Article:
• They work in close partnership with other stakeholders meeting/supporting children in migration to raise awareness and build mutual trust.


Collaboration and Data Collection

  • They work in close partnership with other stakeholders who meet and support children in migration to provide integrated support and referral mechanisms.
  • They build strong referral networks that can provide further guidance and assistance, especially since children in migration might have lower access to services.
  • They collaborate with child helplines in emergency settings or countries of origin to share knowledge. The network of child helplines is key here.
  • They develop data categories, collect and share data on children in migration with relevant agencies and organizations to improve policy and practice.

Practical Recommendations to Enhance Child Helpline Support for Children in Migration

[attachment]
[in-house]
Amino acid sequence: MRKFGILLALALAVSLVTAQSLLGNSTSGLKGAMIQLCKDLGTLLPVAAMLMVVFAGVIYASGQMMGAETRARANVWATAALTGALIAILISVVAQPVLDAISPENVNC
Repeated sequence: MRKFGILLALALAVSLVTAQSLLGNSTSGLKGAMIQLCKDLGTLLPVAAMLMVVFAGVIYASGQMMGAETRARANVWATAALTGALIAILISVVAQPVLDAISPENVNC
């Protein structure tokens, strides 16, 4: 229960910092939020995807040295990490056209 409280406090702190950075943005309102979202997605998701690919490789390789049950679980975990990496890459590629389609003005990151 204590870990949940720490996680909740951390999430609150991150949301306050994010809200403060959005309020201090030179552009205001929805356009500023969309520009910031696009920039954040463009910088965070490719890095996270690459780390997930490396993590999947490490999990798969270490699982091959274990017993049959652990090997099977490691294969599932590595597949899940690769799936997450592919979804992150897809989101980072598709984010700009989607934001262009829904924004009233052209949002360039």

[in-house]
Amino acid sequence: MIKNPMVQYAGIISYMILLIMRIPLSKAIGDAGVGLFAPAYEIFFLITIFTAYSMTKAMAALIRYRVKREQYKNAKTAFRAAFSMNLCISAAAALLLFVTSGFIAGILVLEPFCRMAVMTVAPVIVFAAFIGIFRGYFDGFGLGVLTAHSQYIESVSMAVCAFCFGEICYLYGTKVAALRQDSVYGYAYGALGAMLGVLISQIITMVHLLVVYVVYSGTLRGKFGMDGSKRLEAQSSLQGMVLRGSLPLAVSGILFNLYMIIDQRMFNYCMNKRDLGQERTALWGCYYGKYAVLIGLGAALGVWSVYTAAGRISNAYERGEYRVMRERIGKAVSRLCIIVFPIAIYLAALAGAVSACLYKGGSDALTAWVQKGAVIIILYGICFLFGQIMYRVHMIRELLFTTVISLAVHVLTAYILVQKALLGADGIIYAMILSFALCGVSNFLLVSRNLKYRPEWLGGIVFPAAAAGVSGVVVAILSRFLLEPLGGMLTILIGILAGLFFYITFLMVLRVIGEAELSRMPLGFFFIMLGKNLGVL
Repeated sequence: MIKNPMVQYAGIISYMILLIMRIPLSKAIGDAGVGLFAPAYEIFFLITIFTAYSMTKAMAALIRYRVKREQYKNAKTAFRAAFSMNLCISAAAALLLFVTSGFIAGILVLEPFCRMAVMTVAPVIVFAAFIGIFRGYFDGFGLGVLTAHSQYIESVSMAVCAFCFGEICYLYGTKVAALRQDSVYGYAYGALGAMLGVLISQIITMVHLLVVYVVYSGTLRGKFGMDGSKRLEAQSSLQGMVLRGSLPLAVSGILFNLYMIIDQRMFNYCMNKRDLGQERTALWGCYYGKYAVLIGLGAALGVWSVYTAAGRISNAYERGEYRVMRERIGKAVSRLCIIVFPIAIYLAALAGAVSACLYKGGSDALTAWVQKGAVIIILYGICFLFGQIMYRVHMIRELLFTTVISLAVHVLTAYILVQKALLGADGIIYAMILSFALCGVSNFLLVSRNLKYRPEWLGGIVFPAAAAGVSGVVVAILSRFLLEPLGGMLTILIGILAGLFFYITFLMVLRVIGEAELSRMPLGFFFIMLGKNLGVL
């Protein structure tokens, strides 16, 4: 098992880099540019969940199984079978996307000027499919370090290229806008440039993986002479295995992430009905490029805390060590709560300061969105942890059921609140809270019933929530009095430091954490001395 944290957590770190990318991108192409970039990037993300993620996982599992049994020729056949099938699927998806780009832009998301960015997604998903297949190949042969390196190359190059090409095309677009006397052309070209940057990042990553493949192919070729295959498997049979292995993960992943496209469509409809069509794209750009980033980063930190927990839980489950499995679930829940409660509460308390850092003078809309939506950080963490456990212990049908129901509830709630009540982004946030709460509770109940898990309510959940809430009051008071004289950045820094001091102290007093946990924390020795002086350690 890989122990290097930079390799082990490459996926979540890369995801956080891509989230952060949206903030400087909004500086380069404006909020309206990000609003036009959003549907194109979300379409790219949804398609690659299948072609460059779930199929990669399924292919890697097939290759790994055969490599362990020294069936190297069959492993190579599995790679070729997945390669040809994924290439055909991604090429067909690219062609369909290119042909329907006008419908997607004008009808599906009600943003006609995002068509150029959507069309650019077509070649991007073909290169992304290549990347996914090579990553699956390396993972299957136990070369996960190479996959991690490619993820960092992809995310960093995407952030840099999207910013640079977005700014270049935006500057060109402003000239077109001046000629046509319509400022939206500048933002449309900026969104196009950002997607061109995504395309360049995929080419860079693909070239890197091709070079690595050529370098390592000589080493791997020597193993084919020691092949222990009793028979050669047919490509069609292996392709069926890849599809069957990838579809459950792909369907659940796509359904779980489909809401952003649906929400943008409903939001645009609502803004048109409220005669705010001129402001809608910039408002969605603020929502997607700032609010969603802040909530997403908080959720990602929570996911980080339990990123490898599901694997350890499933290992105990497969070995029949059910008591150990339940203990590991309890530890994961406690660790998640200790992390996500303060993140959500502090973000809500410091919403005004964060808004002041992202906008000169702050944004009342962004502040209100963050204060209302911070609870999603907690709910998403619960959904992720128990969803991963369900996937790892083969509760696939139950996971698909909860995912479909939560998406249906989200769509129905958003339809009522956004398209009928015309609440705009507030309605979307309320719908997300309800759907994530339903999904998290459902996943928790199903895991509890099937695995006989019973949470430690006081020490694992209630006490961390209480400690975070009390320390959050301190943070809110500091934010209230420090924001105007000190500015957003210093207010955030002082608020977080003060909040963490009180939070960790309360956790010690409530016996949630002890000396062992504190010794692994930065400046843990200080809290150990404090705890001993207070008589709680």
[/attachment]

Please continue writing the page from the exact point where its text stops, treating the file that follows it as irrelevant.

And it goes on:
Child helplines are well placed to support children in migration with information, support and referral, but many barriers remain. We propose the following practical recommendations to improve access to child helpline support for children in migration.

Child-centred approach – We need to investigate and map help-seeking behaviour among children in migration (child and youth participation), to identify the specific barriers and opportunities for support from child helplines and other key services in Europe.

Multi-sectoral coordination – We need to assess and map the role and capacities of child helplines to increase coordination and referral between organizations working with children in migration in Europe, and between child helplines themselves through the network.

Policy – Child helplines must be prioritized as key frontline services for child protection and child wellbeing, in policy and legislation around children and migration on EU-level and national level.

Accessibility – We need to remove technical barriers and expand 116 111 accessibility, by addressing specific EU policy and telecom issues and leveraging technology (e.g. methods of contact).

Funding – Increase and sustain funding for child helplines to expand accessibility, quality and awareness for children in migration on national level – willingness and knowledge among child helplines already exist.

Key Resources

Ronja Ulvfot
Regional Manager, Europe